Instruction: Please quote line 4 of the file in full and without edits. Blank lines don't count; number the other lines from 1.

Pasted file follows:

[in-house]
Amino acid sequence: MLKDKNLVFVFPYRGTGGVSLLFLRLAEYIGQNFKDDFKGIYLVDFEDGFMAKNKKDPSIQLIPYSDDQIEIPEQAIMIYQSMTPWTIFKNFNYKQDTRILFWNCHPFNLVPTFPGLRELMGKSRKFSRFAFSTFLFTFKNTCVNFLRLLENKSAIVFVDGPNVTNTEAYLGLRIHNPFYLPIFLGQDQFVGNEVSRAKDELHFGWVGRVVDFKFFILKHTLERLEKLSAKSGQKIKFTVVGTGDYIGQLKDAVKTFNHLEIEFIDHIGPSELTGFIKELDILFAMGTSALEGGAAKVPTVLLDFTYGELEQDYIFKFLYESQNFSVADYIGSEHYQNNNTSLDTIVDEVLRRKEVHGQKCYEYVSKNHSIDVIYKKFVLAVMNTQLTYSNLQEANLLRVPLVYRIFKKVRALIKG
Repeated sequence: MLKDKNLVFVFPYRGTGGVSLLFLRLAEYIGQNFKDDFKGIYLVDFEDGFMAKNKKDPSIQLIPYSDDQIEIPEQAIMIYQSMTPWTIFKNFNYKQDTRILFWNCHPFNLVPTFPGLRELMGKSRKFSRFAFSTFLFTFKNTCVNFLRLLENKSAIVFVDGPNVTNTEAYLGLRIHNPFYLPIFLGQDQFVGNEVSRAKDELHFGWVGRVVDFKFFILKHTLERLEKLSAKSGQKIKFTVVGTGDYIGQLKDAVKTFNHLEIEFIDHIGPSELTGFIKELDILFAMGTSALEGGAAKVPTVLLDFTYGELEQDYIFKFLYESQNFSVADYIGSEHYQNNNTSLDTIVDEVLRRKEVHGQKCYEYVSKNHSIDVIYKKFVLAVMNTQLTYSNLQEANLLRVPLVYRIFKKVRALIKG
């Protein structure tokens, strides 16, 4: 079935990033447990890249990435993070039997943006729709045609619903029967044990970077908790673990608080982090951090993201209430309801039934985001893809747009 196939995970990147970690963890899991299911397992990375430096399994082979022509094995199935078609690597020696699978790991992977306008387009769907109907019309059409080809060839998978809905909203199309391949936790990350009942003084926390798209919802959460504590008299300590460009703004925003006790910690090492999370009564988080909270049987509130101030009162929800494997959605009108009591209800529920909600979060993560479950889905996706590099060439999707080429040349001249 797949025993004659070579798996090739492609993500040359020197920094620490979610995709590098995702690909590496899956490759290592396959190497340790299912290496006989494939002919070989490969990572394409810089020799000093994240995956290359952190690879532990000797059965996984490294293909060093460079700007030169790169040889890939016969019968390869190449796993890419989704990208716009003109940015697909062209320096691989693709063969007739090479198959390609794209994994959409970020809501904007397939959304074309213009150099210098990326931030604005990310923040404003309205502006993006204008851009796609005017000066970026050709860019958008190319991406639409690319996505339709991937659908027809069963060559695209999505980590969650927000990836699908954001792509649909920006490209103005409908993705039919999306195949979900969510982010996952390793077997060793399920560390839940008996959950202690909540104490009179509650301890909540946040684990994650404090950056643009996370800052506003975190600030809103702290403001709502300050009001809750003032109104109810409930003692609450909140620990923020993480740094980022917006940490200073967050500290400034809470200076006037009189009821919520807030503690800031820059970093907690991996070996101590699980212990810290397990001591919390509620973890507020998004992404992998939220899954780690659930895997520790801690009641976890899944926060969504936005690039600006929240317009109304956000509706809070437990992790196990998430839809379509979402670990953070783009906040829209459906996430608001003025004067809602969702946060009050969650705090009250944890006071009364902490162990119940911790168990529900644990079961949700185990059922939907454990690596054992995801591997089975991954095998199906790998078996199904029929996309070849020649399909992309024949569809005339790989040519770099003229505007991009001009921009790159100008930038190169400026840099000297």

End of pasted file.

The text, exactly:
């Protein structure tokens, strides 16, 4: 079935990033447990890249990435993070039997943006729709045609619903029967044990970077908790673990608080982090951090993201209430309801039934985001893809747009 196939995970990147970690963890899991299911397992990375430096399994082979022509094995199935078609690597020696699978790991992977306008387009769907109907019309059409080809060839998978809905909203199309391949936790990350009942003084926390798209919802959460504590008299300590460009703004925003006790910690090492999370009564988080909270049987509130101030009162929800494997959605009108009591209800529920909600979060993560479950889905996706590099060439999707080429040349001249 797949025993004659070579798996090739492609993500040359020197920094620490979610995709590098995702690909590496899956490759290592396959190497340790299912290496006989494939002919070989490969990572394409810089020799000093994240995956290359952190690879532990000797059965996984490294293909060093460079700007030169790169040889890939016969019968390869190449796993890419989704990208716009003109940015697909062209320096691989693709063969007739090479198959390609794209994994959409970020809501904007397939959304074309213009150099210098990326931030604005990310923040404003309205502006993006204008851009796609005017000066970026050709860019958008190319991406639409690319996505339709991937659908027809069963060559695209999505980590969650927000990836699908954001792509649909920006490209103005409908993705039919999306195949979900969510982010996952390793077997060793399920560390839940008996959950202690909540104490009179509650301890909540946040684990994650404090950056643009996370800052506003975190600030809103702290403001709502300050009001809750003032109104109810409930003692609450909140620990923020993480740094980022917006940490200073967050500290400034809470200076006037009189009821919520807030503690800031820059970093907690991996070996101590699980212990810290397990001591919390509620973890507020998004992404992998939220899954780690659930895997520790801690009641976890899944926060969504936005690039600006929240317009109304956000509706809070437990992790196990998430839809379509979402670990953070783009906040829209459906996430608001003025004067809602969702946060009050969650705090009250944890006071009364902490162990119940911790168990529900644990079961949700185990059922939907454990690596054992995801591997089975991954095998199906790998078996199904029929996309070849020649399909992309024949569809005339790989040519770099003229505007991009001009921009790159100008930038190169400026840099000297």